Australian twins Imogen and Freya (holding globe) Wadlow
will be attending the Stratosphere-troposphere Process and
their Role in Climate conference which begins tomorrow in
Queenstown. Photo supplied.
Sydney twins Imogen and Freya Wadlow (18) have a busy
week ahead of them.
The pair are aiming to decode climate scientists' language
from a conference which begins in Queenstown tomorrow into
something more understandable.
They were invited to attend the general assembly of the
Stratosphere-troposphere Processes and their Role in Climate
[Sparc] by Greg Bodeker, of Bodeker Scientific, who is based
in Alexandra and co-chairman of the project.
The conference will discuss the upper atmosphere and its
effect on climate.
Imogen Wadlow said at a conference in Canberra, they had
talked to Dr Bodeker about whether scientific language was
''What we want to achieve is to engage teenagers in science
and get them excited and motivated about it,'' she said.
The pair have just finished their first year at Macquarie
University, both studying a double degree in science and
politics. Imogen is majoring in climate science.
''We met Greg ... at another geo-engineering conference in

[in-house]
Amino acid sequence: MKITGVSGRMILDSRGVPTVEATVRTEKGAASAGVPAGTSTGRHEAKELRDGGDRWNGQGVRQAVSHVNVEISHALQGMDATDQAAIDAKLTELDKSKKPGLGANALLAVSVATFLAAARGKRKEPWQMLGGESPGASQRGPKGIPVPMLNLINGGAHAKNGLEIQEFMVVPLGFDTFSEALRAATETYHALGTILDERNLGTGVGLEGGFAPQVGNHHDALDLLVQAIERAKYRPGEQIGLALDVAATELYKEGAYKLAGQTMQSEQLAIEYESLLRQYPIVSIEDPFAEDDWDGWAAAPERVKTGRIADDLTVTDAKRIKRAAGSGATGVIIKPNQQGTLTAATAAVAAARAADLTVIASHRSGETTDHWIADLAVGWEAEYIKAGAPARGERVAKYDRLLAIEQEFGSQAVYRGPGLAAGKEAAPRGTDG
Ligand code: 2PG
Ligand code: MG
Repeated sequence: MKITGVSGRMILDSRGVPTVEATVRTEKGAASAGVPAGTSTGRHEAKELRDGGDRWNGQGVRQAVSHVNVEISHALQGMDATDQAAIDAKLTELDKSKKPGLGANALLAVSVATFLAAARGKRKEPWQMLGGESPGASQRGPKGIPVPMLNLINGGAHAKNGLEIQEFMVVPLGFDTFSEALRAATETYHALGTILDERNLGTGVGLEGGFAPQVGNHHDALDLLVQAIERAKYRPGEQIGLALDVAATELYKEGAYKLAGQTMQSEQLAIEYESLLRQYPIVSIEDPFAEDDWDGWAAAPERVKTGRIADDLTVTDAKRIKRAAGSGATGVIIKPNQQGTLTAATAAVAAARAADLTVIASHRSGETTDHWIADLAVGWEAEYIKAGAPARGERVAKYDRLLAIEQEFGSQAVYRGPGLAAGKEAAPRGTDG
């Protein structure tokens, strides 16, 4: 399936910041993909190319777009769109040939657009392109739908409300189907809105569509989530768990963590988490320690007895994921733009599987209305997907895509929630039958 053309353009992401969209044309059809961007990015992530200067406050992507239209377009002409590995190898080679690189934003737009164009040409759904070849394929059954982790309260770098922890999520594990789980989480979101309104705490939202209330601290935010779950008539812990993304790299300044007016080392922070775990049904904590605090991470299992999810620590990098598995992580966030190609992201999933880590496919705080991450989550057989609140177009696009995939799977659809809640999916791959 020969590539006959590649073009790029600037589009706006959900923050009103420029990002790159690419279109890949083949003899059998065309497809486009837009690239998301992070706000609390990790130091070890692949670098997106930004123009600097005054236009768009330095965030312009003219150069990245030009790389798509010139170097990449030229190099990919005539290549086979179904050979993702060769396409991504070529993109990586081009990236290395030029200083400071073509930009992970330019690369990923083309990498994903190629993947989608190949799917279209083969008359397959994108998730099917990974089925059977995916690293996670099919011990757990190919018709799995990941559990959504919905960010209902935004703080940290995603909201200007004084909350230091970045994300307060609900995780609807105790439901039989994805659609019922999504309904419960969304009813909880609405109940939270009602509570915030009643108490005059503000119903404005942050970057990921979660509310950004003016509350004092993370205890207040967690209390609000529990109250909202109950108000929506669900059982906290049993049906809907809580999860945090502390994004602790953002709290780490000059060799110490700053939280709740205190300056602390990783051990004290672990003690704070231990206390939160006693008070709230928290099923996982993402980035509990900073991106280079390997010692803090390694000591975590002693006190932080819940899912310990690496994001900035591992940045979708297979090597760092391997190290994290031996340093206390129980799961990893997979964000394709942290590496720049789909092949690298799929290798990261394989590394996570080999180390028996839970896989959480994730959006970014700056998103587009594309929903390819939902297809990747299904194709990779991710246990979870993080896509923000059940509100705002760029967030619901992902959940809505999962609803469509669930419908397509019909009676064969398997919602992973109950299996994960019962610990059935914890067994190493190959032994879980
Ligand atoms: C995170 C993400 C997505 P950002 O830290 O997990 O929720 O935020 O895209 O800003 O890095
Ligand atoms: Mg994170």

Canberra ... and he invited us to come over on a
communications role to decode what the climate scientists
were talking about - because it is very important ideas they
will be talking about - and to communicate this in a way
that's easier to understand and specifically target it
The twins have been co-funded by Macquarie University's
Department of Environment and Geography and Sparc for the
After listening to lectures and interviewing climate
scientists they will make short videos to put on YouTube,
update social media and write articles for their websites
planetpatrol.info, which they set up aged 10, and i-fink.com.
They will be focusing on lectures or topics ''we think will
be exciting or relevant''.
Sparc was founded in 1992 and is one of the four core
projects in the World Climate Research Programme. The
conference's four key topics of climate variability and
change, ozone, atmospheric chemistry and aerosols, and polar
processes, are to be discussed over five and a-half days,
concluding on Friday.
In 2012, Dr Bodeker told the Queenstown Times Sparc ''is all
about how stratospheric processes affect climate and New
Zealand is one of the countries strongly affected by this''
and that was a core reason why he sought a New Zealand
location for the conference.
About 280 international and national scientists will be
attending the conference.